There are women who fear this happening to them daily and there are many for whom it already has. The reference to Kafka is hauntingly accurate when used as a comparison to the accusations made against gender critical/feminist women. In Kafka’s novel The Trial, the protagonist Josef K. is launched into a nightmare world, where on his thirtieth birthday he is arrested for a crime unspecified, for which he therefore cannot prove his innocence and is subject to an unfathomable court process. Whilst Josef K. is not a particularly likeable character, unlike many of the brave and well-respected women who endure a similar fate in the current political climate, the state treatment of him is nevertheless excruciatingly unfair; he is so traumatised by the disorientating process that at the end of the novel he simply accepts the punishment of death, decreed by the mysterious Court. 

The accusations outlined in the judgment of R.D Adams v ERCC are just as elusive and cruel. We can see how Roz Adams tried to be as kind and compassionate as possible, how she attempted to explain herself, get clarification, how she trusted that the process would at least be fair. It was anything but and the trans activist male CEO, Mridul Wadhwa, driven by a very personal political agenda, was shown to have gaslit rape victims who wanted a single-sex service provision, into feelings that they were being unreasonable in requesting the same. His vindictive nature towards those who don’t share his views about gender exposed once again. The judgement notes the impact on Ms Adams:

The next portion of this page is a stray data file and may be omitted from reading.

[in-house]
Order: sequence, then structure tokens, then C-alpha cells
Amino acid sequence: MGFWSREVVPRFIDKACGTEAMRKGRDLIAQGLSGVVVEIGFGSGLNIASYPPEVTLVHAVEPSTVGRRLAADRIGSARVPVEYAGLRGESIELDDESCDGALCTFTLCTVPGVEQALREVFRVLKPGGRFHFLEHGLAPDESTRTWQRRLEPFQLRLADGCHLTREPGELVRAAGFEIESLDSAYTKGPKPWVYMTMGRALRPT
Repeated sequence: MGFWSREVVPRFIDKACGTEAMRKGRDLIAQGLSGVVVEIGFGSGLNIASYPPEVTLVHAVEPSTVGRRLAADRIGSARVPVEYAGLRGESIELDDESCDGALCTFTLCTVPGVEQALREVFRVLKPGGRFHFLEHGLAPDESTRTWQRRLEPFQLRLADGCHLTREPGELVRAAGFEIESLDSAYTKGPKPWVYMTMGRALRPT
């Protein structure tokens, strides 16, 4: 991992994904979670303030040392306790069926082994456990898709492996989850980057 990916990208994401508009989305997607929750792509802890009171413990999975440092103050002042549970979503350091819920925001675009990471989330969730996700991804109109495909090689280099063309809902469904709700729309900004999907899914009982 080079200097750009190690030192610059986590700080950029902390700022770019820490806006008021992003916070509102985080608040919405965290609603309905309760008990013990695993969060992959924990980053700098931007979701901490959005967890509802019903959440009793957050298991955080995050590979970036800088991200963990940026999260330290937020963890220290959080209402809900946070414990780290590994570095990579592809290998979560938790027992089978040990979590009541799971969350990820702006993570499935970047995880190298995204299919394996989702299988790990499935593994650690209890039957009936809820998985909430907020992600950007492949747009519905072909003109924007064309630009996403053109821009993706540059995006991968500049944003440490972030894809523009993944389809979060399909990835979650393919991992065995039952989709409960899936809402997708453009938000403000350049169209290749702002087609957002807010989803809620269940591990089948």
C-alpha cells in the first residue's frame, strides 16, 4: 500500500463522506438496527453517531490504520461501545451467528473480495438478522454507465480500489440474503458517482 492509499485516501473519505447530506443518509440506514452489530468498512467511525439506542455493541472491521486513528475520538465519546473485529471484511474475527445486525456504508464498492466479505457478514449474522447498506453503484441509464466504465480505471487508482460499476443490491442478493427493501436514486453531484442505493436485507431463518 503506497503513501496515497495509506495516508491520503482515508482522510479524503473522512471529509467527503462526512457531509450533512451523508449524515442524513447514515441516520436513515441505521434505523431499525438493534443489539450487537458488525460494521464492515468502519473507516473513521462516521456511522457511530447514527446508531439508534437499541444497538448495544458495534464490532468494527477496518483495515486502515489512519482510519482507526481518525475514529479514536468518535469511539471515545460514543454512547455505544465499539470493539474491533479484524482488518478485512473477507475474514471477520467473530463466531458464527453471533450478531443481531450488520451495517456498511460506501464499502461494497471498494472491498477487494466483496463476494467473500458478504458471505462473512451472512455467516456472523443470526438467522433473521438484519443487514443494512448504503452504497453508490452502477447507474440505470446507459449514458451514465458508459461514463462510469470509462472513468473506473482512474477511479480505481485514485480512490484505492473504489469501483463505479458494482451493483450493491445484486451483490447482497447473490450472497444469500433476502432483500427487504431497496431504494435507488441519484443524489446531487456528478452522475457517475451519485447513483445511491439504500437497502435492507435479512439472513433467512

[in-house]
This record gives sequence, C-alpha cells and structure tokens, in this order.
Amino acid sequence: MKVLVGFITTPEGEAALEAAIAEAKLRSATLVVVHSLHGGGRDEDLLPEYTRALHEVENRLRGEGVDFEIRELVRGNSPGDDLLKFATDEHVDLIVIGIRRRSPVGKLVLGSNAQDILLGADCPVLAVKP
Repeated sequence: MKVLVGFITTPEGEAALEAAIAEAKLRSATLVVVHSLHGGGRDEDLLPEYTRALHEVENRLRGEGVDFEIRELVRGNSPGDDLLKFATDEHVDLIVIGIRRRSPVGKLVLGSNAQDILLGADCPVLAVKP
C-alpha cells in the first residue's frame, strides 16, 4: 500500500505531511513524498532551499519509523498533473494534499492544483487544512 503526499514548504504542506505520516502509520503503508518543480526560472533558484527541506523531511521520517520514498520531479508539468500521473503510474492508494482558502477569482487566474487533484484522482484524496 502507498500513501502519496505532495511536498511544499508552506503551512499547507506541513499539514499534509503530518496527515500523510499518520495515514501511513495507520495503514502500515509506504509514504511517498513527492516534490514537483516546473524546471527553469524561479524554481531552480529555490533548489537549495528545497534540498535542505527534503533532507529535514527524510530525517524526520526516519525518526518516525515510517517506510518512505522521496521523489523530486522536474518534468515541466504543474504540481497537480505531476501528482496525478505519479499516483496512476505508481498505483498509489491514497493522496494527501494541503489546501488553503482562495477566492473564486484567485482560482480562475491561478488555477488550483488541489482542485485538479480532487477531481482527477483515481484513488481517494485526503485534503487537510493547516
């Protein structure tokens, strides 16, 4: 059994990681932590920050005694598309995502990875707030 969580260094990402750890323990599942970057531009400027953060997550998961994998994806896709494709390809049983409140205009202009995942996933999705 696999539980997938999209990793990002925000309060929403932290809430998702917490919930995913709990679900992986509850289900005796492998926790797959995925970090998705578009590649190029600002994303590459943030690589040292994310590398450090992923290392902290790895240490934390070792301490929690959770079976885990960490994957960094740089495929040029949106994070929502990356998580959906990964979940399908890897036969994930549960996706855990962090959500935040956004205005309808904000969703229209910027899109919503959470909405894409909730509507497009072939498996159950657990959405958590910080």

She felt that the references all the way through the meeting to her being transphobic was not at all representative of her. It appeared that she was being shoehorned into this definition. She felt that it was like a lens was being put on everything she had ever said.